Robert Ogle was just about to take a snack break on Caney Lake Wednesday, when he noticed what he thought was a 5-pounder sitting on a bed.
The 36-year-old Ruston angler had launched from Jimmie Davis State Park around midmorning, and had already caught a few slot fish plus some keepers under the 15- to 19-inch limit.
“I was flipping a Texas-rigged plastic creature at the fish, and worked it for about 20 minutes,” Ogle said.
After several casts, he finally hooked up with the bass - which actually turned out to be a nice 7-pounder.
After releasing the fish, Ogle kept at it. He was pitching the creature bait tied to 15-pound Seaguar InvizX spooled to a Shimano Citica reel on a 7-foot, 3-inch Abu Garcia Veritas rod.
“For a while there, I fished different places and caught some small fish,” he said.
At about 2:20, Ogle spotted a huge fish on a bed in 5 feet of water.
“There was a load of pollen on the surface, and there were ripples,” he said. “You could only see her from an angle.”
Ogle backed off the fish and texted a buddy also on the lake.
A male eventually moved onto the bed as well, and Ogle’s friend came over and pitched at that fish.
“He caught the bass, and it was a 3-pound male,” Ogle said. “He fished for the female for 30 minutes.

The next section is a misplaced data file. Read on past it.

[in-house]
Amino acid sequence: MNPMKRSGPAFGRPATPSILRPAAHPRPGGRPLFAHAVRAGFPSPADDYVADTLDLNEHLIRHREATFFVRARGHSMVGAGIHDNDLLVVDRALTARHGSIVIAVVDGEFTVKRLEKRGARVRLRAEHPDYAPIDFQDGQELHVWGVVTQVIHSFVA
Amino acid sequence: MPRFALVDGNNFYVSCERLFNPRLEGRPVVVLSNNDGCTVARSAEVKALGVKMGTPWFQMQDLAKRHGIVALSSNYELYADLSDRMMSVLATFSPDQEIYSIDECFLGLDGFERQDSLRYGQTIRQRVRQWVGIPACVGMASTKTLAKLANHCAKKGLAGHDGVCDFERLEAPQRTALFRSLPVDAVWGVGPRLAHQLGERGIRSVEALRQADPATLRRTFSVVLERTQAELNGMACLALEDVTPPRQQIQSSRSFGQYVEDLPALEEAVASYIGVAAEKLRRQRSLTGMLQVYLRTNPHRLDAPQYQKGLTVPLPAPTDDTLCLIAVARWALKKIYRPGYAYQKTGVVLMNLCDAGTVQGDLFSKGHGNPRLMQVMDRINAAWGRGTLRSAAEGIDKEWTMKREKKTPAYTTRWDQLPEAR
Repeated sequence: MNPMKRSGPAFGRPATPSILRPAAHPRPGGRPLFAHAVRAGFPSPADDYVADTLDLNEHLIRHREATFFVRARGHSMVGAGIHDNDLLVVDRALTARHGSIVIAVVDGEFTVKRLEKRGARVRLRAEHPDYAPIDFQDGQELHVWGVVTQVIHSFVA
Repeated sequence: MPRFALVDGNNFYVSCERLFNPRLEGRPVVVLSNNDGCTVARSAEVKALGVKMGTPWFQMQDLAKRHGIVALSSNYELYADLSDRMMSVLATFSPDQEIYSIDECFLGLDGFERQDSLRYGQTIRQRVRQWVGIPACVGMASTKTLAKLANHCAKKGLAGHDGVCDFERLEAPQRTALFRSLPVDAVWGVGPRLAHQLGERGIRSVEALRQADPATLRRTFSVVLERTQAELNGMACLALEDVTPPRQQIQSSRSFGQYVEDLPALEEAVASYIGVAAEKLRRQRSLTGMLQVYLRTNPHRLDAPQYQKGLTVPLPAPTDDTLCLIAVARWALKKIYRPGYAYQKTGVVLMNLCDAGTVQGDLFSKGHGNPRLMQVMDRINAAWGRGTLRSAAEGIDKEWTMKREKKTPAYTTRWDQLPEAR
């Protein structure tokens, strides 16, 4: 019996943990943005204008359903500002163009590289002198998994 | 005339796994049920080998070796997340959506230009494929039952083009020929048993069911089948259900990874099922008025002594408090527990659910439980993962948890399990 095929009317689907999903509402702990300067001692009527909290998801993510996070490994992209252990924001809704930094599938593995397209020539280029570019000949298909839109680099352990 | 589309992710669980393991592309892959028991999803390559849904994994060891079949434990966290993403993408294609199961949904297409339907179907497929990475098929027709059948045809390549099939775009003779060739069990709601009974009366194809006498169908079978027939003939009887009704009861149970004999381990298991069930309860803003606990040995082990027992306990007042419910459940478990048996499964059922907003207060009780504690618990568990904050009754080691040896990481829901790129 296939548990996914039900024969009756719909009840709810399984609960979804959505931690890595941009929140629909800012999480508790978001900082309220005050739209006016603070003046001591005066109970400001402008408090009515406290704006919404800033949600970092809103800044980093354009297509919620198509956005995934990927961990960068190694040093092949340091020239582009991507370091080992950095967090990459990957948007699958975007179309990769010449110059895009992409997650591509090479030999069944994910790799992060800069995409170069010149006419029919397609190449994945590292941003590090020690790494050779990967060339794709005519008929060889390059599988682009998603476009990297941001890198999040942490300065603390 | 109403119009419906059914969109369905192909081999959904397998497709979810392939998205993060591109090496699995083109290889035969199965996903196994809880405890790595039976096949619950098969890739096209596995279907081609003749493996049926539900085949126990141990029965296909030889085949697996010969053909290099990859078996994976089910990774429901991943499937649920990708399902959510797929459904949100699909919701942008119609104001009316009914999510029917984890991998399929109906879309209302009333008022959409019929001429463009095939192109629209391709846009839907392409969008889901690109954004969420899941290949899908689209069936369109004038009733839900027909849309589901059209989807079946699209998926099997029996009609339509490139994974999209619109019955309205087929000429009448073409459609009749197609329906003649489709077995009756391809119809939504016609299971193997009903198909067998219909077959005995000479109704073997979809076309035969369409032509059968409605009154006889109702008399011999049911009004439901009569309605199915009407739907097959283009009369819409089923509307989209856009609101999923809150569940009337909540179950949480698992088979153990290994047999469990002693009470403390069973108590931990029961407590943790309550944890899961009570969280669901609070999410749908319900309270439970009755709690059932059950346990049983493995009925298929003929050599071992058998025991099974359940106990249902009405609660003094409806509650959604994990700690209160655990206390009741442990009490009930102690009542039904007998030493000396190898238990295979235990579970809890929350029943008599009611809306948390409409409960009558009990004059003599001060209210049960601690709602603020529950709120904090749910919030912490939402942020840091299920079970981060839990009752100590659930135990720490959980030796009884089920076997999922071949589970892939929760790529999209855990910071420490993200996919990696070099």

“He told me I should maybe take a break from the female and try again later,” he said. “I told him, ‘Man, I’m not leaving this fish.’”
Ogle’s buddy motored away to the shoreline, but he stayed put and kept after the big female.
“I was throwing all kinds of different baits trying to get something to work,” Ogle said. “I had that creature bait in another color so I tied it on and flipped to her.”
That did the trick - Ogle felt a thump, and the fight was on.
“I worked her for about a minute,” he said. “She made three runs and jumped out the water three times as well.
“I had my rod down and was spooling her out with my thumb, but she was just too much fish to keep down. I was really at her mercy.”
When she finally wore out, Ogle got his hands on the big bass and immediately weighed it on his handheld scale.
“For a while there, I was thinking I had a 14.5-pounder, but I later realized I forgot to zero the scale after weighing the 7-pounder I caught earlier,” he said.
When Ogle left the park, rumors started circulating that a bass close to 15 pounds had been taken on Caney.
“I ran down to get the fish weighed on a certified scale at Brown’s Landing,” he said.
Ogle’s Caney Lake lunker officially weighed 13.24 pounds, with a length of 27 inches and a chunky 20-inch girth.
“I really have to give God all the glory on catching this fish,” he said.
After getting the certified weight, Ogle released the monster back into the lake.
“She swam off very well,” he said.